Carbon monoxide, the main poisonous gas in car exhaust fumes and tobacco smoke, binds to blood much more readily than oxygen, cutting the oxygen-carrying power of heavy tobacco user’s blood by as much as 15%. As a result, tobacco users’ bones lose density, fracture more easily and take up to 80% longer to heal. Tobacco users may also be more susceptible to back problems: one study shows that industrial workers who use tobacco are five times as likely to experience back pain after an injury.
One out of three deaths in the world is due to cardiovascular diseases. Tobacco use is one of the biggest risk factors for developing cardiovascular diseases. These diseases kill more than a million people a year in developing countries. Tobacco-related cardiovascular diseases kill more than 600 000 people each year in developed countries. Tobacco use makes the heart beat faster, raises blood pressure and increases the risk of hypertension and clogged arteries and eventually causes heart attacks and strokes.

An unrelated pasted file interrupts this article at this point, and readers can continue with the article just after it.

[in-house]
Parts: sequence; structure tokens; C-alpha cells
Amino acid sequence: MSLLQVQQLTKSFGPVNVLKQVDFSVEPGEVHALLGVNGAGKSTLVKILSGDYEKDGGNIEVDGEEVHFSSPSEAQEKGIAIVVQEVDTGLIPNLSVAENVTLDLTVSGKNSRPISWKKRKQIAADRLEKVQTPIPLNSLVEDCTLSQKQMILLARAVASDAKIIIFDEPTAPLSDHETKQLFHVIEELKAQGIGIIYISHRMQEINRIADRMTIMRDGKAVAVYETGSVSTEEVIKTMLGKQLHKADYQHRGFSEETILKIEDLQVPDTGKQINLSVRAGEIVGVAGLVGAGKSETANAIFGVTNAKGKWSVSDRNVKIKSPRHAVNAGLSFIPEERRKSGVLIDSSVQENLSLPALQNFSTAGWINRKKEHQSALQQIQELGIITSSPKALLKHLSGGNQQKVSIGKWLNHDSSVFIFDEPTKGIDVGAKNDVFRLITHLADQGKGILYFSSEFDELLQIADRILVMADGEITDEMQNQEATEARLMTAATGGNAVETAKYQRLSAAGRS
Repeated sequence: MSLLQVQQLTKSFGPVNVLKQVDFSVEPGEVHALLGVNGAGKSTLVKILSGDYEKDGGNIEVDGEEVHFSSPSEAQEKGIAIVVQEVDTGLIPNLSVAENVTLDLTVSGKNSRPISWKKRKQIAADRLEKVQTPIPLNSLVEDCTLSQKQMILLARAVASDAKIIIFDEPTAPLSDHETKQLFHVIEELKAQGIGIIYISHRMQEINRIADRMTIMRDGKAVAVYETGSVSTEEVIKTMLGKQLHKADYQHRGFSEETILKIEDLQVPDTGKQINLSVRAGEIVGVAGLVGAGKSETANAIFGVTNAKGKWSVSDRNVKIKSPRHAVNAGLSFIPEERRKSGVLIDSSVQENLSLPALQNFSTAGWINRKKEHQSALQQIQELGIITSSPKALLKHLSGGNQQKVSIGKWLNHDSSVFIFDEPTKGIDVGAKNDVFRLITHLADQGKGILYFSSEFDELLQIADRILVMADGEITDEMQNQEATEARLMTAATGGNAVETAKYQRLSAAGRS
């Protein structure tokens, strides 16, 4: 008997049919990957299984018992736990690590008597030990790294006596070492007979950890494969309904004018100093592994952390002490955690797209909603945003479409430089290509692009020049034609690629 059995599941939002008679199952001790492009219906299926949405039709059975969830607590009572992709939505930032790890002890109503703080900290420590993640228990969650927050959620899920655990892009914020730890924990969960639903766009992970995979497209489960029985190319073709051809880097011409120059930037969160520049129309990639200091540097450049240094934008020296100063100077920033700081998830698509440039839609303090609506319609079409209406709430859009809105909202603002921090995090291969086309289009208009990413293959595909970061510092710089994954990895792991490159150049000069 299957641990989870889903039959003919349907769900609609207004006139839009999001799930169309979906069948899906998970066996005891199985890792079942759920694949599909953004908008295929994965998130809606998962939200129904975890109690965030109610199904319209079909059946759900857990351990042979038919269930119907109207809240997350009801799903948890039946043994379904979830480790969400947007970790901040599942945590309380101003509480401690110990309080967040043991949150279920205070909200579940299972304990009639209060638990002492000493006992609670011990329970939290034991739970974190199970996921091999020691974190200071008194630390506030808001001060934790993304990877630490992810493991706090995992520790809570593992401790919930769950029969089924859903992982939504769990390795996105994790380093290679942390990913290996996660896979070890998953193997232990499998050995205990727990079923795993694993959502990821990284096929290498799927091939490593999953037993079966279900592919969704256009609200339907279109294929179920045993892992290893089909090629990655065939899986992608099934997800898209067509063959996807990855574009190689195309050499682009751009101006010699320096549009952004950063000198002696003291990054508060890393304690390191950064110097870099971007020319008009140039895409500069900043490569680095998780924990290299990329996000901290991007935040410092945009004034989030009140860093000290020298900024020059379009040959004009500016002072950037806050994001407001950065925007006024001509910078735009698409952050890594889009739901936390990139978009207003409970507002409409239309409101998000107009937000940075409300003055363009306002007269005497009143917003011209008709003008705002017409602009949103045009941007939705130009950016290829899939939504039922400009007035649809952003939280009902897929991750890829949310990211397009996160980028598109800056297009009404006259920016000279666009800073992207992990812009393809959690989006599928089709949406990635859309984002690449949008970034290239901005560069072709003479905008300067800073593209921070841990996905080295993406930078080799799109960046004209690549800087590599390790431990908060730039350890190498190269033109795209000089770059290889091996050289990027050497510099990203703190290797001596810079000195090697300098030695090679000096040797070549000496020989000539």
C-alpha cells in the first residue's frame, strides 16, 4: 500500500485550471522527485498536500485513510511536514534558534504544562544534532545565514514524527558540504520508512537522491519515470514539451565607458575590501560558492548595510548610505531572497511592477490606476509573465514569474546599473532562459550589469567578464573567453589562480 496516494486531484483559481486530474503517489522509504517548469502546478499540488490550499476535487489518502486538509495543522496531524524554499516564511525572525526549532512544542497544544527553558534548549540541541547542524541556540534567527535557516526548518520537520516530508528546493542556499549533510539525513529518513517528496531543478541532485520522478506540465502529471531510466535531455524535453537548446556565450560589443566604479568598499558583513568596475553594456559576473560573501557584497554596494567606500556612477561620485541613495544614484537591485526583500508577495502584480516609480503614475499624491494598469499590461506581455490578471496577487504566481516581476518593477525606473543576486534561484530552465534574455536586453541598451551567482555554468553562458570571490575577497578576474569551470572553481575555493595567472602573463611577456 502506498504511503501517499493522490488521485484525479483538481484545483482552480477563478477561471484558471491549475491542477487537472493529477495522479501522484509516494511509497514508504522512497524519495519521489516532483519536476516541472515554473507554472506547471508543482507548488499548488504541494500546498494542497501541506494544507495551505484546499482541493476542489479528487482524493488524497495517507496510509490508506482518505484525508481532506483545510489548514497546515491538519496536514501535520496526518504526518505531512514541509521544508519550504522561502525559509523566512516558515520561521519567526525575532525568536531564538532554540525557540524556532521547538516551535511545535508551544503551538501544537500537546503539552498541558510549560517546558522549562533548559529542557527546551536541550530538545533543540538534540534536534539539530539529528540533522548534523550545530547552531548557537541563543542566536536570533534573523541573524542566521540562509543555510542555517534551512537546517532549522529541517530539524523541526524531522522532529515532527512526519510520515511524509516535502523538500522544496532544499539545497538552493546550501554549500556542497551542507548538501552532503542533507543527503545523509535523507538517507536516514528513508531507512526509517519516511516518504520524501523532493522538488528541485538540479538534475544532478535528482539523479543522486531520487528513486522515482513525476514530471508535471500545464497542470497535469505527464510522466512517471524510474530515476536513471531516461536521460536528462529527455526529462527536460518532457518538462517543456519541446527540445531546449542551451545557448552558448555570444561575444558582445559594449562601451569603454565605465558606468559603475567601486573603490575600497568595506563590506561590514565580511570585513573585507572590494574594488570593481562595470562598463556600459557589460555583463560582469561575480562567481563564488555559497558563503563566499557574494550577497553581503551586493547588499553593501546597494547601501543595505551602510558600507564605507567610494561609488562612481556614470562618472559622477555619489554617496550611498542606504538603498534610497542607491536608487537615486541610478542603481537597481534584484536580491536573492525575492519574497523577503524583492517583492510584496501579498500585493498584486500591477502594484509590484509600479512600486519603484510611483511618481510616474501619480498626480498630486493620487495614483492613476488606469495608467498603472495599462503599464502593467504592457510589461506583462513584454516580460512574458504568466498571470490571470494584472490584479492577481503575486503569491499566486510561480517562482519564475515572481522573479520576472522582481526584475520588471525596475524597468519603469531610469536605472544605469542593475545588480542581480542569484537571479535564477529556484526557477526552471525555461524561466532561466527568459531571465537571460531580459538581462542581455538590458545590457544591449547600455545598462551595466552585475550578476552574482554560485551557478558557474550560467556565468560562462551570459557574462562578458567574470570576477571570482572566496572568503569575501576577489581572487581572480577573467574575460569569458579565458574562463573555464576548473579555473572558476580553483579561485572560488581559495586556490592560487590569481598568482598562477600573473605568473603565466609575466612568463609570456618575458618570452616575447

Tobacco use reduces resistance to the bacteria that cause stomach ulcers. It also impairs the stomach’s ability to neutralize acid after a meal, leaving the acid to eat away the stomach lining. Tobacco users’ ulcers are harder to treat and more likely to recur.